As unbelievable as this may seem, it’s true; multiple online retailers are offering ground up wasp nests or oak galls with the promise that when this is applied, it will rejuvenate and tighten the vagina. The oak galls are created by pulverizing the wasp nest and turning it into a paste. It is then applied topically to the female genital area with the end result, supposedly being a better sex life and a healthier vagina. (insert shocked emoji face here)
Online retailers claim that this paste can actually help “heal episiotomy cuts, rejuvenate the uterine wall and clean out the vagina after childbirth.” Many doctors are not at all comfortable with this product and are urging women not to believe the claims. Gynecologist, Dr. Jen Gunter is one. She has come out publicly urging women to not believe in this product’s claims; she is imploring women not to use it. She explains that what the product does is actually dry the lining of the vaginal canal. “Drying the vaginal mucosa increases the risk of abrasions during sex and destroys the protective mucous layer.” She warns about the disruption of the bacterial balance and the fact that doing so can cause serious harm.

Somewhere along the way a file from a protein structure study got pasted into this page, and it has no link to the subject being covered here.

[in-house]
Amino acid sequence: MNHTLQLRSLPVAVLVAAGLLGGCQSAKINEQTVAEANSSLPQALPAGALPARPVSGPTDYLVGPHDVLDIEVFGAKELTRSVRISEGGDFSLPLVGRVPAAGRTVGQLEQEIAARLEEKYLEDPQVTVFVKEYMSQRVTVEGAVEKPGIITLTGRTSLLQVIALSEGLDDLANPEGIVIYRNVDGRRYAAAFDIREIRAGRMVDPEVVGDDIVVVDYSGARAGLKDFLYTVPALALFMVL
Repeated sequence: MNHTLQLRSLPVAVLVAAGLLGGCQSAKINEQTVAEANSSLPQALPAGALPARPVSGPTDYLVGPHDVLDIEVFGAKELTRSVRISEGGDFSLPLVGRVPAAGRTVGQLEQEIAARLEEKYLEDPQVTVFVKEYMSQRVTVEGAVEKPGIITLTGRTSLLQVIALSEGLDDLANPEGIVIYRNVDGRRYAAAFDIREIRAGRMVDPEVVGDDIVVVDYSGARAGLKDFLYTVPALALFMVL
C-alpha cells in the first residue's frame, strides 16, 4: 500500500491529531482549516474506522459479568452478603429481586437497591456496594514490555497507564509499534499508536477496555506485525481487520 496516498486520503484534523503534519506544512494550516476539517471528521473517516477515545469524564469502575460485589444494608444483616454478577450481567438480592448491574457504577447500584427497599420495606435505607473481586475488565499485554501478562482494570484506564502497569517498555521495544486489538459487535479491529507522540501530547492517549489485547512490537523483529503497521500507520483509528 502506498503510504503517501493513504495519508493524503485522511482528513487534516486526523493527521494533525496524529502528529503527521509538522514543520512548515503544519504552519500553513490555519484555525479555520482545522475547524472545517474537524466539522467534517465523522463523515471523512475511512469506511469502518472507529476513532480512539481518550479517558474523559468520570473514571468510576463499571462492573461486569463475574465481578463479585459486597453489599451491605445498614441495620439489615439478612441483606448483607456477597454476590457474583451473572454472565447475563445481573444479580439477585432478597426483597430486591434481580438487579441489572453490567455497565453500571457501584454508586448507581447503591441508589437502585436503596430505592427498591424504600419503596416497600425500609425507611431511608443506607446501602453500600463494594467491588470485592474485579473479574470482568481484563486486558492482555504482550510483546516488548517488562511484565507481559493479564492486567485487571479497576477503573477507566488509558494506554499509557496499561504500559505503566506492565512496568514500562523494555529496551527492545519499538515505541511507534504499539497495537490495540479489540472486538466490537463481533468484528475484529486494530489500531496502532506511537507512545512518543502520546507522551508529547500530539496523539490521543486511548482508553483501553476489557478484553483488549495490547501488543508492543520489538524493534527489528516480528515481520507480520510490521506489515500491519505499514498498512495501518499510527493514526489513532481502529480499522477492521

It is shocking that people consider doing such strange things to their bodies, but marketing and buzzwords can sometimes be very persuasive. Claiming that the product comes from Asia, using phrases like, “the extract …has been found mainly to be rich in hydrolyzable tannins…”, the oak galls have been described as having been used “in ancient times.” Apparently, that’s enough for some women to give it a try. However, many doctors are strongly urging women to not fall for these claims and are actively discouraging them from using it.